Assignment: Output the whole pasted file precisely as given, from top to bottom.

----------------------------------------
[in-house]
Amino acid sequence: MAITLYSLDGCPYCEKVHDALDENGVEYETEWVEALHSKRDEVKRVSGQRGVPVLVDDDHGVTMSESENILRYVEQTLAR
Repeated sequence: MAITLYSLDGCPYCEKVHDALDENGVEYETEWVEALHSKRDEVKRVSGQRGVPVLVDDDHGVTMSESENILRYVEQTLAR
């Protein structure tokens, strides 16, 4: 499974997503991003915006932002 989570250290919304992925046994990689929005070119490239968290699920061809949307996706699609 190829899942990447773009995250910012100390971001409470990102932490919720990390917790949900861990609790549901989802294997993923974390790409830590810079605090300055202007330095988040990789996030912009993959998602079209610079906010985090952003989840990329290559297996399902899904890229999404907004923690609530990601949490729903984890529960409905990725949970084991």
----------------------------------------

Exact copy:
[in-house]
Amino acid sequence: MAITLYSLDGCPYCEKVHDALDENGVEYETEWVEALHSKRDEVKRVSGQRGVPVLVDDDHGVTMSESENILRYVEQTLAR
Repeated sequence: MAITLYSLDGCPYCEKVHDALDENGVEYETEWVEALHSKRDEVKRVSGQRGVPVLVDDDHGVTMSESENILRYVEQTLAR
């Protein structure tokens, strides 16, 4: 499974997503991003915006932002 989570250290919304992925046994990689929005070119490239968290699920061809949307996706699609 190829899942990447773009995250910012100390971001409470990102932490919720990390917790949900861990609790549901989802294997993923974390790409830590810079605090300055202007330095988040990789996030912009993959998602079209610079906010985090952003989840990329290559297996399902899904890229999404907004923690609530990601949490729903984890529960409905990725949970084991």